US 20020181752 A1
A method for measuring changes in a portion of a human body including: obtaining a first three-dimensional image of the portion of a human body; treating the portion of a human body to create changes therein; obtaining a second three-dimensional image of the portion of a human body so treated; overlaying the first three-dimensional image and the second three-dimensional image; and comparing the first and second images to measure changes in the portion of a human body is disclosed. The method is particularly useful for demonstrating and measuring changes to the face achieved through the use of cosmetics. Typical changes include lifting of the face, contouring the face and reduction of wrinkles.
1. A method for measuring changes in a portion of a human body including:
obtaining a first three-dimensional image of the portion of a human body;
treating the portion of a human body to create changes therein;
obtaining a second three-dimensional image of the portion of a human body so treated;
overlaying the first three-dimensional image and the second three-dimensional image; and
comparing the first and second images to measure changes in the portion of a human body.
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 1. Field of the Invention
 The present invention relates to a method for demonstrating and measuring changes in portions of a human body. The method utilizes three-dimensional analysis to identify and measure changes in areas of the body such as the face, arms, and legs. The method is particularly useful for demonstrating the effectiveness of cosmetic products at lifting the face, contouring the face and reducing wrinkles.
 2. Description of the Prior Art
 We are living in an era of increased awareness relating to physical health. In general, people want to be and look healthier than ever before. The role of exercise in good physical health is well understood. This has led to increased enrollment at health clubs. Many employers are even offering health club benefits at work.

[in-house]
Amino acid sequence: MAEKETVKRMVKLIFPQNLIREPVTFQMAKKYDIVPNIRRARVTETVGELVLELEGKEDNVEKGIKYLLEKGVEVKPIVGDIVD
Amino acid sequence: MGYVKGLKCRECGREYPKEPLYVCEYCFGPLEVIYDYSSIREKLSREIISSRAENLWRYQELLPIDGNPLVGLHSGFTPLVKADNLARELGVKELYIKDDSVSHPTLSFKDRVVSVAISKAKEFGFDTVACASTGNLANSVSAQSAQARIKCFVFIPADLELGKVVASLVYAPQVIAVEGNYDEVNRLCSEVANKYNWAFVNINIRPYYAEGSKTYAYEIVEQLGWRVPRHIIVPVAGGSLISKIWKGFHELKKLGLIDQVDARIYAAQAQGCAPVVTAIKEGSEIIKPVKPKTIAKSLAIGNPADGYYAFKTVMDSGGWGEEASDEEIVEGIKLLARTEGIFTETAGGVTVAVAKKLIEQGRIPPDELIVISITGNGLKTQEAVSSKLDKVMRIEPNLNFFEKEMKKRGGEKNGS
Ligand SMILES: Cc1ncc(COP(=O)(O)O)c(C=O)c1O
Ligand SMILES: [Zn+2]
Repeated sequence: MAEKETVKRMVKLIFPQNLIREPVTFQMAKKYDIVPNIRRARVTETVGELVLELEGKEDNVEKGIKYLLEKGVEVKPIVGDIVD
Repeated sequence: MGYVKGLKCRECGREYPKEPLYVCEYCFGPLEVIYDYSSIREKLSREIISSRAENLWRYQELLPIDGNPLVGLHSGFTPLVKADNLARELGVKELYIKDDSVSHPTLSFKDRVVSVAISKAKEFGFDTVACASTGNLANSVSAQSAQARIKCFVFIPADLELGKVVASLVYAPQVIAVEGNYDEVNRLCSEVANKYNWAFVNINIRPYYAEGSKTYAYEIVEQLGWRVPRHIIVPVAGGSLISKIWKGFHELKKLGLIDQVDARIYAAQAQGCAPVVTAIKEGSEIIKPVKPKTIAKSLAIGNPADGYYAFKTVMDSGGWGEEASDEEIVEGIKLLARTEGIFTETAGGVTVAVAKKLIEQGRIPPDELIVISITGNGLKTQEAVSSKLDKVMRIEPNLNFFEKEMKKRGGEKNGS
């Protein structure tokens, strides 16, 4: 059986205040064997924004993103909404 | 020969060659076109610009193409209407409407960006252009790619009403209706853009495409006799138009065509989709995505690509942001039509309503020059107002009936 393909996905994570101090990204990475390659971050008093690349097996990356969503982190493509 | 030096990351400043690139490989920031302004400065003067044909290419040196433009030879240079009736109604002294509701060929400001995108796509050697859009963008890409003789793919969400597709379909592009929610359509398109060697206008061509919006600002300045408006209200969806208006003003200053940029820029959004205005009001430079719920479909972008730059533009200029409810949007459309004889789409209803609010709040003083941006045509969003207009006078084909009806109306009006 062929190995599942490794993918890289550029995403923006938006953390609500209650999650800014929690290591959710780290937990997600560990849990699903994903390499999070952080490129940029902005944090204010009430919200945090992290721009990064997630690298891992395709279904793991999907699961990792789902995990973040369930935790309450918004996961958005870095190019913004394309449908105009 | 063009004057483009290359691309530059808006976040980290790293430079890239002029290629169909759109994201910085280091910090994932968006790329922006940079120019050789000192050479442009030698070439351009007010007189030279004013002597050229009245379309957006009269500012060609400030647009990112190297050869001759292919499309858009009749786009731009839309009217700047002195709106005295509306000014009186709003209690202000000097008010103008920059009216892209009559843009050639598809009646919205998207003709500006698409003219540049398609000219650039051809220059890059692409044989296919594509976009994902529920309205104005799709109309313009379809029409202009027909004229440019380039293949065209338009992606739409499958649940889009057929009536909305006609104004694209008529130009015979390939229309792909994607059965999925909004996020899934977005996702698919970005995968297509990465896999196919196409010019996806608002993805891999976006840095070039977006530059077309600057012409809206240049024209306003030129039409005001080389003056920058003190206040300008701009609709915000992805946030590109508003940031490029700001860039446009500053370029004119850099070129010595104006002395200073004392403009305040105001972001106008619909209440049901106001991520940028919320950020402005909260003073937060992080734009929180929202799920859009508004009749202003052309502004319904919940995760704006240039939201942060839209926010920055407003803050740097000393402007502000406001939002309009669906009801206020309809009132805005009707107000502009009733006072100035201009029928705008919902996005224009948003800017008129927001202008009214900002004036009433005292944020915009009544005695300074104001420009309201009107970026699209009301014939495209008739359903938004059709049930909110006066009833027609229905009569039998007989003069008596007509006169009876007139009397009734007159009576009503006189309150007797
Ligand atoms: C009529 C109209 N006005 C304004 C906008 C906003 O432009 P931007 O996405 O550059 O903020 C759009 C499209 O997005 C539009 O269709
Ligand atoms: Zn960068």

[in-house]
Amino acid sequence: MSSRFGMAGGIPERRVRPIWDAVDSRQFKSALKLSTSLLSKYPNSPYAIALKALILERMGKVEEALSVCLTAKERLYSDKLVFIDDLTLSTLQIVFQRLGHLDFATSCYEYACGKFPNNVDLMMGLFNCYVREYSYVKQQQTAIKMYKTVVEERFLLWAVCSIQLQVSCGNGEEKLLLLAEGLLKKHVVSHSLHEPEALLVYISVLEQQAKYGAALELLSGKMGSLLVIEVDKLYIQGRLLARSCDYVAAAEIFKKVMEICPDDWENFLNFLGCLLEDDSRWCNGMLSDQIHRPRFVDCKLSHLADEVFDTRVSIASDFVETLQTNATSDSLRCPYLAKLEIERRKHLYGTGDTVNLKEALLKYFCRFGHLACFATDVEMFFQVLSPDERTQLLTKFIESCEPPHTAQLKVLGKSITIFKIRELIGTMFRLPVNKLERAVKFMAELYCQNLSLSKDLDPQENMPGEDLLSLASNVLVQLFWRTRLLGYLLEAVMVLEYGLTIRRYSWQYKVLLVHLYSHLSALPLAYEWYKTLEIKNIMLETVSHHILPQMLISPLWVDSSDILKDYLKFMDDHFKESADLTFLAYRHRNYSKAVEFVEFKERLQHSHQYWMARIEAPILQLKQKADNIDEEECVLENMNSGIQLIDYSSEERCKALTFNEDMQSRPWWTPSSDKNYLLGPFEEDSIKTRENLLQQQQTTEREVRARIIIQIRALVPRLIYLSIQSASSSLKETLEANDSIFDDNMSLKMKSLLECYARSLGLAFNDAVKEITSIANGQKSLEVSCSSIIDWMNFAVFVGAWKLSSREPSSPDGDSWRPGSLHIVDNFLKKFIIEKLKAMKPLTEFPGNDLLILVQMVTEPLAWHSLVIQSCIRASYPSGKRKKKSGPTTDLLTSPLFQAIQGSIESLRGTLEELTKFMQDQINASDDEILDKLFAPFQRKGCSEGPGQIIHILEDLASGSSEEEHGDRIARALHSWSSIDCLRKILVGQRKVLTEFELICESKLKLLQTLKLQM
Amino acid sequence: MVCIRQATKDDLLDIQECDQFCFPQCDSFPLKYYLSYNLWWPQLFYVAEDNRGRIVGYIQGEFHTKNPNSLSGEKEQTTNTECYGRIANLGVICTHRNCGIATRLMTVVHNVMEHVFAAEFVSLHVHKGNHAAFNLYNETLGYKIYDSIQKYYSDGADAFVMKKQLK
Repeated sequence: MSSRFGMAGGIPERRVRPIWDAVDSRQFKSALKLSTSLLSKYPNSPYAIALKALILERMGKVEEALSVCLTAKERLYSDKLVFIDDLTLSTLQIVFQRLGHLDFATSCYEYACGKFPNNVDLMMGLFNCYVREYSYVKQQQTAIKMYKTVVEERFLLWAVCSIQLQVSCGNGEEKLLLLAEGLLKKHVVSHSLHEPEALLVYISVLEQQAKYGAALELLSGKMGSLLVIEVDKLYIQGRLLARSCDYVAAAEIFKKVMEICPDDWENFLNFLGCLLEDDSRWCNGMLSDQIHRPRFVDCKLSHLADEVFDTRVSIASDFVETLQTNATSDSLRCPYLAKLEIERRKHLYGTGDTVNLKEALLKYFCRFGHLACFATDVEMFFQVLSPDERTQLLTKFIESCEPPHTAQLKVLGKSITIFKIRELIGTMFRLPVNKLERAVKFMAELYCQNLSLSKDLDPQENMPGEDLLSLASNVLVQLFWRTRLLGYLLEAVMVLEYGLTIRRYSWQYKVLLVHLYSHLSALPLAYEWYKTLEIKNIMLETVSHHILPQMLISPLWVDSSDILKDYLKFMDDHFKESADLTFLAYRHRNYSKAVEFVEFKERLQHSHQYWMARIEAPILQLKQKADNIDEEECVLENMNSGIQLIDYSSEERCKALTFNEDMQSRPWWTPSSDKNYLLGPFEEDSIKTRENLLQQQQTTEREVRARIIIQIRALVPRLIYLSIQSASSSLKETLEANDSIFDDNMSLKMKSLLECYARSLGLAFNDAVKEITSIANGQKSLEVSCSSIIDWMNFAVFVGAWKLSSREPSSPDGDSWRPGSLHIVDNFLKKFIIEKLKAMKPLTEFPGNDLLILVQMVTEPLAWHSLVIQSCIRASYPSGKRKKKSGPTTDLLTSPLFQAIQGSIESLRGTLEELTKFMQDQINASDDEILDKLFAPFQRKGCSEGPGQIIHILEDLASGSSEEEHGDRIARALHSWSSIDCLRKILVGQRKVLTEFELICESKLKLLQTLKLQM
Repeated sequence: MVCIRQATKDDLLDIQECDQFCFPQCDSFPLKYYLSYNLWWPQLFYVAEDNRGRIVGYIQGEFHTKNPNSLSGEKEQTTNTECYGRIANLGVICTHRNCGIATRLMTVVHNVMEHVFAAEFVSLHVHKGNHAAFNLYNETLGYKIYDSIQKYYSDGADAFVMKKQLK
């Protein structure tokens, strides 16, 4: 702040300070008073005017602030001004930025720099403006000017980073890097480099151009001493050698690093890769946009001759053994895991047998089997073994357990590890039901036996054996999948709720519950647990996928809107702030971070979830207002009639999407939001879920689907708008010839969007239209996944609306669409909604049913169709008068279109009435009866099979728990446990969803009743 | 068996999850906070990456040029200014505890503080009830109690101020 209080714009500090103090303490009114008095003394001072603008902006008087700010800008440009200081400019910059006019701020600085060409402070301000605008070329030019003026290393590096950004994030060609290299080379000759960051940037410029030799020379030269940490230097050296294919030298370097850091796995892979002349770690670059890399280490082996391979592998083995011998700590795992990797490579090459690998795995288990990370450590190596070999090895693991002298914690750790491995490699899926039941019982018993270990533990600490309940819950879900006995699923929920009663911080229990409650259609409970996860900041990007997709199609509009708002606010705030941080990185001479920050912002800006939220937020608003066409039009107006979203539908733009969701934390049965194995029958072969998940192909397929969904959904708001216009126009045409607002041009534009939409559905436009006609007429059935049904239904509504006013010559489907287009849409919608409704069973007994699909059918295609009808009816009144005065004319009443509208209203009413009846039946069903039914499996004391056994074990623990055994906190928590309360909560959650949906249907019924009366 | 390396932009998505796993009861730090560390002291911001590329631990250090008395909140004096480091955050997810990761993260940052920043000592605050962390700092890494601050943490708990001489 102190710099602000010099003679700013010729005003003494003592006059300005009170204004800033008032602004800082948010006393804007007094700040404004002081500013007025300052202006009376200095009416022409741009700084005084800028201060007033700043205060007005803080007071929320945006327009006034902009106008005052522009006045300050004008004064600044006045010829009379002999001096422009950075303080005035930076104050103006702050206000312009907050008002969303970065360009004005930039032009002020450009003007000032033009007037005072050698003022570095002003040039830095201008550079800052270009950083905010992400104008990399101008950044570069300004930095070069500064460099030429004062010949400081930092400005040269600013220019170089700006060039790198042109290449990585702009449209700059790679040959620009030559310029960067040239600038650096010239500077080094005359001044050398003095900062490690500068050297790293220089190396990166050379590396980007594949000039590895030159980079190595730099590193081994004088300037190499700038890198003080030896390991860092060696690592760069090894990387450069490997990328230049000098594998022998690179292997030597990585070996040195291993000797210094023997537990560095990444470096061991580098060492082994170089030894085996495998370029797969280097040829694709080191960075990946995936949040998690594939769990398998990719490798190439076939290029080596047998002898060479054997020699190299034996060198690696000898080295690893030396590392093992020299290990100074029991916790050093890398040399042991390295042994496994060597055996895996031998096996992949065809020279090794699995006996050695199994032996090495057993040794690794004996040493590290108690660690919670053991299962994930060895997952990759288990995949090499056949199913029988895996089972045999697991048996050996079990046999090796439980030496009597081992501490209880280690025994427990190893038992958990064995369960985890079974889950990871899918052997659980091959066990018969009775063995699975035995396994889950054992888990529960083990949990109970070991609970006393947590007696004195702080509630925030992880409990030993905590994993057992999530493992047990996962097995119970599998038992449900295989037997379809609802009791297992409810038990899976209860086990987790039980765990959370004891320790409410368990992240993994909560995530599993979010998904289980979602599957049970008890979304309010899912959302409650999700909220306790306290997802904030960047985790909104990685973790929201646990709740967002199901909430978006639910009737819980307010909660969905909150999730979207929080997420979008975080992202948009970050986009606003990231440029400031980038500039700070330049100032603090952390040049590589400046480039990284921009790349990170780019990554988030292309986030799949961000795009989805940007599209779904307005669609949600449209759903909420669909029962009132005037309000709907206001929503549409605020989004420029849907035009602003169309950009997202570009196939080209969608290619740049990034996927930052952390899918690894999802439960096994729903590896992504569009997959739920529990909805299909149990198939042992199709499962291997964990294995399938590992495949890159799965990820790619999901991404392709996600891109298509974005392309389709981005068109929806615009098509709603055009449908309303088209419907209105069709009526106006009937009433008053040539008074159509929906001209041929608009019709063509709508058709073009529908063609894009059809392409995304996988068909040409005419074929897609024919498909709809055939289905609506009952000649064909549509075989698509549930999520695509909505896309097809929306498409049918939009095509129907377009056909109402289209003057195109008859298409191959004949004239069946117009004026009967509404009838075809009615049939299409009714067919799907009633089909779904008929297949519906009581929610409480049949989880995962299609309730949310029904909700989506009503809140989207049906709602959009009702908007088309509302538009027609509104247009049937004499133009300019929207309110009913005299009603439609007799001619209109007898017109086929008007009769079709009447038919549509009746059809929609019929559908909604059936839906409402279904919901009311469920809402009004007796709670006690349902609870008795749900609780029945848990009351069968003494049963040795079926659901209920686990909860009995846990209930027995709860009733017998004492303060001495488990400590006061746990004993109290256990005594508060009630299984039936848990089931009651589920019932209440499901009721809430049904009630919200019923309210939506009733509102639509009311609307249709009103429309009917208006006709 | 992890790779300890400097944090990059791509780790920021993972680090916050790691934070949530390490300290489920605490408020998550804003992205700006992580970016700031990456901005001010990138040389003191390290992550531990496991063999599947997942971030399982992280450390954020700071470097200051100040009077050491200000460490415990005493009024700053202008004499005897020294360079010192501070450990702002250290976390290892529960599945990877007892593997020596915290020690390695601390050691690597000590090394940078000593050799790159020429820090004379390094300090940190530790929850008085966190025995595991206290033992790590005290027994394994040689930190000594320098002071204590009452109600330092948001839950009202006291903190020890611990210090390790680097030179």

The role of proper nutrition in good physical health is also well understood. There has been a significant change in eating habits directed towards better physical health. The combination of eating well and exercising generally leads to weight loss. As a result, the person tends to feel and look healthier.
 As people age, they tend to show signs of aging, such as their hair turning gray, their skin sagging, they develop age spots and wrinkles on their skin and they have increased skin surface roughness. While exercise and proper nutrition promote good health, they don't eradicate the signs of aging. Therefore, many people rely on cosmetics to reduce wrinkles, improve skin pigmentation and decrease skin texture.
 The manufacturers of cosmetics strive to develop products that demonstrate improvements in lifting the skin, reducing wrinkles, improving skin pigmentation and the like to meet the needs of aging people. To our knowledge, there is no accurate method for demonstrating and measuring these improvements. Therefore, there is a need for a method of demonstrating and measuring changes in portions of a human body.